Total Cost of Ownership of FOSS

Another buzz term comes in my mind, the Total Cost of Ownership (TCO). I can simply said it is to describe a cost to have something. You may find its definition in Google. But, the interesting part for me is this is the term we would find in Information Communication Technology (ICT), or some say Information Technology (IT), or we simply say something that computer related.

The word was brought into my head few years ago when Microsoft made a FUD claimed FOSS-based solutions were costly. After the claim, several people try to justify it. I remember there were some even offered frameworks to compute TCO. Many methods even invented and fortunately some real experts defend the FOSS.

But, seriously, how do you compute a TCO of a software? It even doesn't exists. How do you measure bytes inhibiting computer memory?

Interestingly, you can compute it based on the how much other cost reduced and how the gain increased after the use of a software. In other words, TCO of a software is determined how well you can performs.

Now, let's take a deep moment and calculate how FOSS will gain a benefit for you.

There are some key benefits of using FOSS:
  1. Avoid vendor locking, open for improvements.
  2. Low cost solution with high results.
  3. Education which read as "investment".

Now, some common myth arouse to point FOSS in the wrong direction of TCO:
  1. Legal matters that FOSS may break. Well, never until now we see any of those infringement arouse and won the case. Instead, we saw some FOSS software fight against some proprietary developer that against FOSS license, e.g. MPlayer against KISS which resulted KISS open their player source.
  2. FOSS is cheap. No, FOSS is not cheap. It needs some funds and supports. Every community based project would find themselves in trouble without proper support. They needed to be funded. Implementation cost of a FOSS also is not cheap. Often, FOSS needed a lot of work to be socialized to an organization. So, if you are a company based on quarter reports as measurements of success. FOSS is failing behind those proprietary solution. But,
  3. FOSS is expensive is a FUD. If you are an annual analyst and you are aware of long run benefits, then FOSS may you find as cheap as candy. The cost that make FOSS is expensive is the cost to setup FOSS as one of the infrastructure. Many FOSS project is having difficulty to have proper documentation and support. Although, this is not true for stable and big FOSS projects. Once you have in the pace with any FOSS, you would benefits by many improvements such as daily updates and customization enhancement.
Actually there are some missing points that seems lost that people often see FOSS in a wrong view.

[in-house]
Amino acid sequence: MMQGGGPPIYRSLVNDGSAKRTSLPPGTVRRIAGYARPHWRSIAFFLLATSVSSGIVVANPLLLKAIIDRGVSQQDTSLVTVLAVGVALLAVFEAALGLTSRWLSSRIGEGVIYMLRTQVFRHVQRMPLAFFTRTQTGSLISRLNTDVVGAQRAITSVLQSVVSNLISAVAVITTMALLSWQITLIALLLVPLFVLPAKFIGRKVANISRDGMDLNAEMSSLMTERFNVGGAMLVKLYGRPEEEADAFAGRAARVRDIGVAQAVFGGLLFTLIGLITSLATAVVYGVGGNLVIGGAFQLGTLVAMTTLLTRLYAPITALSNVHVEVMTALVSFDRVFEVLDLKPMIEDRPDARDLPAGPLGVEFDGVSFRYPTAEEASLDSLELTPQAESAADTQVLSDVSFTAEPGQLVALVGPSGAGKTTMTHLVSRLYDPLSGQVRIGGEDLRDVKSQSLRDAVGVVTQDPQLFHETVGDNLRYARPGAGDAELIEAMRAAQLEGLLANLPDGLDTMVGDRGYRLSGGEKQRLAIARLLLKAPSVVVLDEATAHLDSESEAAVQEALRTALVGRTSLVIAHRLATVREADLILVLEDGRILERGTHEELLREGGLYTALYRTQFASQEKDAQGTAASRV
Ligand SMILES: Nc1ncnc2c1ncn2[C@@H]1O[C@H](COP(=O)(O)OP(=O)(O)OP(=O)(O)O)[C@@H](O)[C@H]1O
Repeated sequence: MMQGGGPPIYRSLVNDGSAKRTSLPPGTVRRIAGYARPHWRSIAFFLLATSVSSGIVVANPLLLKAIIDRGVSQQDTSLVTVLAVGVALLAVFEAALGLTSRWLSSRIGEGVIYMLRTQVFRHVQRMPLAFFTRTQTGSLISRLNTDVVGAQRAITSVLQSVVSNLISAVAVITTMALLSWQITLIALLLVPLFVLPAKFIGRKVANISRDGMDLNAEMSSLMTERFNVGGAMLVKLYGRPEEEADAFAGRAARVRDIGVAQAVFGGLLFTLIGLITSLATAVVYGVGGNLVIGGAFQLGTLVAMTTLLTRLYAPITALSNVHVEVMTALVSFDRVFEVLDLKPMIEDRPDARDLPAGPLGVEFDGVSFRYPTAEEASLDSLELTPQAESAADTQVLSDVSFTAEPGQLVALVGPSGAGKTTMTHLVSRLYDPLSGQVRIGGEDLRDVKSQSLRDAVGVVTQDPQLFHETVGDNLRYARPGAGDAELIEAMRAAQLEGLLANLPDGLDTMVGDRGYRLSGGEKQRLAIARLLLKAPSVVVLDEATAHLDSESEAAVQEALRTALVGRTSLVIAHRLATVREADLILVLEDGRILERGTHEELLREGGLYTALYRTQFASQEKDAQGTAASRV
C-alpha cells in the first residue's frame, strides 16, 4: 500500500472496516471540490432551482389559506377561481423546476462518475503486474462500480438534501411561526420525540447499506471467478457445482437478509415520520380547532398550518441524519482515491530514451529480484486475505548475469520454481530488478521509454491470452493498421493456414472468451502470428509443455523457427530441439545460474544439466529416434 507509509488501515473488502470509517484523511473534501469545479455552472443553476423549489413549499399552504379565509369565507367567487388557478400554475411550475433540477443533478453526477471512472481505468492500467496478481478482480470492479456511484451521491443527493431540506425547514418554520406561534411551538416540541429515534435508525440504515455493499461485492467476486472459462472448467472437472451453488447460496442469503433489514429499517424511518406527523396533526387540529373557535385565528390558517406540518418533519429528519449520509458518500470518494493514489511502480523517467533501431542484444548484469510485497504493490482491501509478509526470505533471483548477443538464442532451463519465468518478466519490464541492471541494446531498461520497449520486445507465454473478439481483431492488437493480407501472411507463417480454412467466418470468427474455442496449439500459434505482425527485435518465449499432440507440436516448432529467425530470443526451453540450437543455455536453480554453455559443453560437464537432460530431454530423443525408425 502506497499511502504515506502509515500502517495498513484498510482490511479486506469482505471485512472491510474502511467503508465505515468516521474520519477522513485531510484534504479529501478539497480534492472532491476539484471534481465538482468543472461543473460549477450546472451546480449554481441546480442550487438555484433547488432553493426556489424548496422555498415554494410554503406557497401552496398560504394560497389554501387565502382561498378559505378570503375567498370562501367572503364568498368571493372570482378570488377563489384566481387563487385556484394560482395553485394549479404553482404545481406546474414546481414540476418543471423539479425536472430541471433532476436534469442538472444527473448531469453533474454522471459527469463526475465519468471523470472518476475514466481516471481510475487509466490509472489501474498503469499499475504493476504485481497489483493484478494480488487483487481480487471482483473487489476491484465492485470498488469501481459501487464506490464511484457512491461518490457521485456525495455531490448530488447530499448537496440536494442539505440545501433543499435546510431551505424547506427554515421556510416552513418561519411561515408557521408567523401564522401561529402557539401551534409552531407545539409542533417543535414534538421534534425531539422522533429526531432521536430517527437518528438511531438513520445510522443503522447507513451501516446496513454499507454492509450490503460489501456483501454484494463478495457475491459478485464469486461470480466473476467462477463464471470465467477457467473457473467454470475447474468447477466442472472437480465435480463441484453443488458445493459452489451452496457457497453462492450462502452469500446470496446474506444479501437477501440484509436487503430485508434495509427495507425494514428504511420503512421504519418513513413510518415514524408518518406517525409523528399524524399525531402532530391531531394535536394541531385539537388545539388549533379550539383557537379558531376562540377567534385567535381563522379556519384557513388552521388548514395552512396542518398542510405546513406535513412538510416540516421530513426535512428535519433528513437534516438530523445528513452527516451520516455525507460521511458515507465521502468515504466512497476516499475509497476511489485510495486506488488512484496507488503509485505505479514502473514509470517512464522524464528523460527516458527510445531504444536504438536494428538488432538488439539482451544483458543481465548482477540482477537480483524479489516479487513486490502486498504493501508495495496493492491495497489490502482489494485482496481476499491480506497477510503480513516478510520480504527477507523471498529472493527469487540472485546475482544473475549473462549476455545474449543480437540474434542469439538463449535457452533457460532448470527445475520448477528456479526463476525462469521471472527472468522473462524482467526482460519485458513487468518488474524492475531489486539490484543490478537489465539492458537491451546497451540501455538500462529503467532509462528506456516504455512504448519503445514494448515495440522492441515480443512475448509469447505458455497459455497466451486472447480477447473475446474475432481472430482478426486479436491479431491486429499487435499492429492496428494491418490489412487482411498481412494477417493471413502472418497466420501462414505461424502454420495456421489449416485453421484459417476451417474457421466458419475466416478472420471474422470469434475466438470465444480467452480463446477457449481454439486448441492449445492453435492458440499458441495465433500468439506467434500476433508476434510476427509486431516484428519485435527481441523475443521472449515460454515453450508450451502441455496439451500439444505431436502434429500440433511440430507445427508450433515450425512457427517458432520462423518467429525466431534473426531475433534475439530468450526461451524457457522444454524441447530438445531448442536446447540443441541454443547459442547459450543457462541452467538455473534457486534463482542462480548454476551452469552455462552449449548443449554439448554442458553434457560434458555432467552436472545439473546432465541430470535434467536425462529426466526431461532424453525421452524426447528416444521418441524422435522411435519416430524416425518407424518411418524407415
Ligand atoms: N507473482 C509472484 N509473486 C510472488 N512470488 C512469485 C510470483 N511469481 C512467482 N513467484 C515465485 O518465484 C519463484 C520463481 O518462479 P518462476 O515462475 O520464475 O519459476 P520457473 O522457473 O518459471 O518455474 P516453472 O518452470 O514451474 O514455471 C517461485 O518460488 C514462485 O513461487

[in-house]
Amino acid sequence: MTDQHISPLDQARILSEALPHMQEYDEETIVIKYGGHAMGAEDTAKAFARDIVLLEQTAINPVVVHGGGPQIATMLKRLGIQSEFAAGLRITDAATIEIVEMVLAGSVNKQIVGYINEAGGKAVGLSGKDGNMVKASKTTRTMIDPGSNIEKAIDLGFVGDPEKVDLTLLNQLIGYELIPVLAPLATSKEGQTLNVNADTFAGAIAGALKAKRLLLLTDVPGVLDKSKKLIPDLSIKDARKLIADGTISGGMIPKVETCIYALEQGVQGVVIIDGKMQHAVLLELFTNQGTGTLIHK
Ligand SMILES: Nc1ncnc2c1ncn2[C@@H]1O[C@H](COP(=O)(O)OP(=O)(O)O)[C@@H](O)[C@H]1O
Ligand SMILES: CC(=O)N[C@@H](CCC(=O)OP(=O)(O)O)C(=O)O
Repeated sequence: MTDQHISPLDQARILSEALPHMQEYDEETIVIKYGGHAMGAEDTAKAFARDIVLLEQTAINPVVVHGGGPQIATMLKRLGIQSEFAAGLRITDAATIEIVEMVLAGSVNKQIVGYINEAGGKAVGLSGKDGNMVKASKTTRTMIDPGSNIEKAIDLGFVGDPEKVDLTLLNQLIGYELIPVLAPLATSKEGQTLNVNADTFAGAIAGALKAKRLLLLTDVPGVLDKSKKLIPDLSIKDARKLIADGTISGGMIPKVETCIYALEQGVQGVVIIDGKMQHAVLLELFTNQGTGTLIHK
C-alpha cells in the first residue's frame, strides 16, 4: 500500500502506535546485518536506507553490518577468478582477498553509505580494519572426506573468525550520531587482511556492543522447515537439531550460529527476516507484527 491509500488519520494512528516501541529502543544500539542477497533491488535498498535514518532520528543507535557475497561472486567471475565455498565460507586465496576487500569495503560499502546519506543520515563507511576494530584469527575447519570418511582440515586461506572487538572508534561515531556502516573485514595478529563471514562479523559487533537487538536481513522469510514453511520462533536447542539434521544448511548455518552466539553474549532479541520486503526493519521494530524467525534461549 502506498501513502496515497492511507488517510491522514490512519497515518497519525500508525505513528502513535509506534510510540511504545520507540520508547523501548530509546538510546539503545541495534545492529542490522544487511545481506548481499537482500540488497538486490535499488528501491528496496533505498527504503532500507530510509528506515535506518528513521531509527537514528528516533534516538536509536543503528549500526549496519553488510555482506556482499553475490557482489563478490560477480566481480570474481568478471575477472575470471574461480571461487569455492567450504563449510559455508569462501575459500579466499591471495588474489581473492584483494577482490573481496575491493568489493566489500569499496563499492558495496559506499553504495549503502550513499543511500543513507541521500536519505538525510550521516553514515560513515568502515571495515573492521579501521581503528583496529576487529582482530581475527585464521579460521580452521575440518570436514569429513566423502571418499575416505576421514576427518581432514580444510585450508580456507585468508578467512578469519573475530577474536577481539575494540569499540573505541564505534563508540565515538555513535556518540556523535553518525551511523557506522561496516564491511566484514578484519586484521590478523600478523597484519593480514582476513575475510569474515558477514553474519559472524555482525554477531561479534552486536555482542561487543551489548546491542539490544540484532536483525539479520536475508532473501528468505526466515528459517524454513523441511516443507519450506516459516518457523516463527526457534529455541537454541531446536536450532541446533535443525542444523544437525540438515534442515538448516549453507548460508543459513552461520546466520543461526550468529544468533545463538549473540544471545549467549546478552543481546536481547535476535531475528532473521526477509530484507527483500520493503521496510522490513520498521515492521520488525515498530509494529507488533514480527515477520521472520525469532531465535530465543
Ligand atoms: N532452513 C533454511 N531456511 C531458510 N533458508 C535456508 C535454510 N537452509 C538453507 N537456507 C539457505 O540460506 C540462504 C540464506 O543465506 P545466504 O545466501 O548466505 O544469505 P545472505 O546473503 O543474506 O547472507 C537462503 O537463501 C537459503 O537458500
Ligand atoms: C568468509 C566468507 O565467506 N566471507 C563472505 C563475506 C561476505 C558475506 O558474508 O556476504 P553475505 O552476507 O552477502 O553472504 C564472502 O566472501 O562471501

1. FOSS is a community based project and the project often is a one man show. So, expects of discontinuation of a project when the project leader leave. Or, expect to have discrete approach when new developers come. Note that this is not true for long, stable, and established projects.
  2. FOSS is a community based project and is a products of hackers alter ego. So, you cannot push a community for support nor banging them for not giving you information that you need.
  3. FOSS is a community based project and it's not fair if you just take benefit and not contribute. For the sake continuation of a project, community need to be supported. Either cheered with funds, some code, or just a name. Remember, every ego must be supported.
  4. FOSS is not proprietary.
If you see the four points, it also reveal another good fact: community based project. You could see this and oppose it. Or, you could see this as flock of human resources. Moreover, you could see this as an open standard and see how many amazing improvements. Luckily, you could study your market there.

For short summarize, I can conclude you this:
  1. FOSS is a long run investment.
  2. FOSS is a community based project.
It would impact you as a company or as a part of a vast community. In the end, FOSS would find itself beneficial to you. So, if you would like to total the ownership cost of a FOSS project, you must justified it with some view:
  1. Business view: How this benefits your business.
  2. Social view: How this benefits your worker and your company survival.
  3. Investment view: How this product will support your sustainability.
  4. Warfare: How this would make you own a serious deal of market or make you a top notch.
So, yeah, basically you could count TCO with the common approach you learn in business school.


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